Douglas W. Thiessen, a Justice Department attorney who was the Maryland Republican Party's general counsel, died Friday while on a ski outing in Mercersburg, Pa. The West River resident was 35. He and members of his family were skiing at Whitetail resort when he was found "unresponsive on the side of a ski trail," according to a spokesman for the resort. Mr. Thiessen did not respond to cardiopulmonary resuscitation and was taken to a hospital in Hagerstown, where he was pronounced dead.
NEWS
By Frederick N. Rasmussen and Frederick N. Rasmussen,fred.rasmussen@baltsun.com | December 21, 2008
Patricia A. Roberts, a retired Environmental Protection Agency lawyer and an acknowledged expert on Maryland silver who volunteered at the Maryland Historical Society, died of multiple myeloma Dec. 10 at George Washington University Hospital in Washington. She was 66. Ms. Roberts was born in Baltimore and raised on Baker Street. She was a 1960 graduate of Western High School. She earned a bachelor's degree in chemistry from Morgan State University in 1964. After college, Ms. Roberts began working at the National Institutes of Health's laboratory on cerebral metabolism in Bethesda.
NEWS
By Siobhan Gorman and Siobhan Gorman,Sun Reporter | June 27, 2007
The "family jewels" documents contain echoes of the present-day debate over domestic surveillance. A memo for the CIA's chief of operations describes a National Security Agency program that monitored "international commercial radio telephone conversations between several Latin American cities and New York." The goal was to track "drug related communications," the document says. In September 1972, the NSA asked the CIA to take over the program, according to the memo, but the reason appears to be redacted.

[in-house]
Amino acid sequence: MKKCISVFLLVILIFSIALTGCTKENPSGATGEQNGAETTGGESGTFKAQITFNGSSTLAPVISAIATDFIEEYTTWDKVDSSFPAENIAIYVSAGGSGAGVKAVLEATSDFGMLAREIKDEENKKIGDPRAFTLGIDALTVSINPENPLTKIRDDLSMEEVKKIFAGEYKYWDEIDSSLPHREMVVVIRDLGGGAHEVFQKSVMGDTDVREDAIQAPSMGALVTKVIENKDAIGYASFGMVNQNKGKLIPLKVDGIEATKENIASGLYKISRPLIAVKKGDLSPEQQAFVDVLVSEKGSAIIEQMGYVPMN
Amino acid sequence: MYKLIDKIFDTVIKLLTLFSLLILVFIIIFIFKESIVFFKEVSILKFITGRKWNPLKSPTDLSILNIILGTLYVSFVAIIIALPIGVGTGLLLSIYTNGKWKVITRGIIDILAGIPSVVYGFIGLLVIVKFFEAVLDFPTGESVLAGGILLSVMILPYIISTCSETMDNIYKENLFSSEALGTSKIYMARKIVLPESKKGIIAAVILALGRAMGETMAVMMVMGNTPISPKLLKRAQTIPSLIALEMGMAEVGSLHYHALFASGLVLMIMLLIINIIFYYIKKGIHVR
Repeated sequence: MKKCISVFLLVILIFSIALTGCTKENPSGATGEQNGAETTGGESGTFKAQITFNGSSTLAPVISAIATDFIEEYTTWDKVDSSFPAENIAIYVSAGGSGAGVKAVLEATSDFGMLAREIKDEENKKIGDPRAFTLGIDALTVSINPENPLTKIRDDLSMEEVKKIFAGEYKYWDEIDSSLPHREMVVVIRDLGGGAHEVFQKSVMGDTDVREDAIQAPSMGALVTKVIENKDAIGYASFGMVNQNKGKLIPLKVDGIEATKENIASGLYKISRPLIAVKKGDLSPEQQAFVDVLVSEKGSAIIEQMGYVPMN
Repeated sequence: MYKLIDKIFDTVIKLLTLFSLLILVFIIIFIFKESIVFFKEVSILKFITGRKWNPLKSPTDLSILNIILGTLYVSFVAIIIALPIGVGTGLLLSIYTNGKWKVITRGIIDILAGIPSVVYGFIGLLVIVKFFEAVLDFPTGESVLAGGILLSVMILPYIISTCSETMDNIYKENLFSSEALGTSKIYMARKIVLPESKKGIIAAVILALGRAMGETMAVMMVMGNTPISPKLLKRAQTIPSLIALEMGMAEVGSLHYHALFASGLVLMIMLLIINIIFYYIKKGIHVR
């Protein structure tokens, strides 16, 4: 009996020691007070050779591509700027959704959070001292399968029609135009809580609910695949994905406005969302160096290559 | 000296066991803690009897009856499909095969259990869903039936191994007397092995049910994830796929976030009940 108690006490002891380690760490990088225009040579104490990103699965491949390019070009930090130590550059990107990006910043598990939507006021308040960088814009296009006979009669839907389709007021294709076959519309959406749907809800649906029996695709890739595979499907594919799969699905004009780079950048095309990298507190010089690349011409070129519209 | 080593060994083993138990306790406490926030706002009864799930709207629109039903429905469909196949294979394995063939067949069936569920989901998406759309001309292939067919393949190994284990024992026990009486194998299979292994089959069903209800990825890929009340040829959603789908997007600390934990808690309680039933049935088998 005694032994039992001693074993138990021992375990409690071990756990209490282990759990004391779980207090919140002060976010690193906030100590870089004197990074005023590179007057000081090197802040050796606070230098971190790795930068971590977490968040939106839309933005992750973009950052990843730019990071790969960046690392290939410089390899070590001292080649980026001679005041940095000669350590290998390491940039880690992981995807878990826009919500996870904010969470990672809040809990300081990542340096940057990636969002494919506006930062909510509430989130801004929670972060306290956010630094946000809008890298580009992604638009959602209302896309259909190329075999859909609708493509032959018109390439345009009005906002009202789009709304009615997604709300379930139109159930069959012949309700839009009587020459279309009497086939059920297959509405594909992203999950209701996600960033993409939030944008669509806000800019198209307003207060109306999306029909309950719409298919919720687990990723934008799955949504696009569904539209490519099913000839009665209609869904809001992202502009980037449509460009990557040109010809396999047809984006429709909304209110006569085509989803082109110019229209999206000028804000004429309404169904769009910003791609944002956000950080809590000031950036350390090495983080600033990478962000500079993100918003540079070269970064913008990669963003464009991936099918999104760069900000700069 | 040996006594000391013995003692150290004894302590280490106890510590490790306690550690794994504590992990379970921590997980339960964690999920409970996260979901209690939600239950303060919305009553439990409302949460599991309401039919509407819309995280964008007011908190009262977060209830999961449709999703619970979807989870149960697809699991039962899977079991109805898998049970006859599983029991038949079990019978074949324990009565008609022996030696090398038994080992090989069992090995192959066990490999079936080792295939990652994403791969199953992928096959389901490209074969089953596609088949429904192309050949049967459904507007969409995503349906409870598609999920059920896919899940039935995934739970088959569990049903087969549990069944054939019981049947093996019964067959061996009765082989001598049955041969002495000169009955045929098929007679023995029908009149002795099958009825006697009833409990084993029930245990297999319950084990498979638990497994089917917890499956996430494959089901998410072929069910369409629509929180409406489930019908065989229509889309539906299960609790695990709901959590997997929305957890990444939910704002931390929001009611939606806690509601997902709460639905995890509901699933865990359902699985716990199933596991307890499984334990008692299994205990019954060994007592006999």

NEWS
July 1, 1994
Otis M. SmithMichigan justiceOtis M. Smith, 72, the first black to serve on the Michigan Supreme Court and the first to be named a corporate officer of General Motors Corp., died in his sleep at his home in Detroit on Wednesday of prostate cancer. He retired from GM in 1984 as vice president and general counsel. He became one of the highest-ranking blacks in corporate America when Thomas Murphy, GM's chairman, appointed him as the automaker's top lawyer in 1977.At the time the corporation was under attack on several legal and regulatory fronts.
BUSINESS
November 12, 2008
Skelton steps down as McCormick VP Robert W. Skelton will retire as senior vice president, general counsel and secretary from McCormick and Co. Inc. after a 32-year career, the Sparks-based spice company announced yesterday. The retirement is effective Jan. 1. Skelton will be succeeded by W. Geoffrey Carpenter, the company's associate general counsel and assistant secretary. Skelton joined McCormick in 1976 and was promoted to vice president, general counsel and secretary in 1996. He was promoted to his current position in 2002.
SPORTS
By Childs Walker and Childs Walker,SUN REPORTER | September 18, 2007
The Maryland Stadium Authority is expected to discuss the possible removal of Alison Asti as executive director tomorrow afternoon in a closed session. Asti's removal has been anticipated since July, when Frederick W. Puddester, an appointee of Gov. Martin O'Malley, took over as chairman of the authority. Asti has said conversations with the then-incoming chairman left her believing that O'Malley did not want her to continue in the job. But tomorrow will mark the first time the board has gathered to discuss Asti's status, sources with knowledge of the meeting said.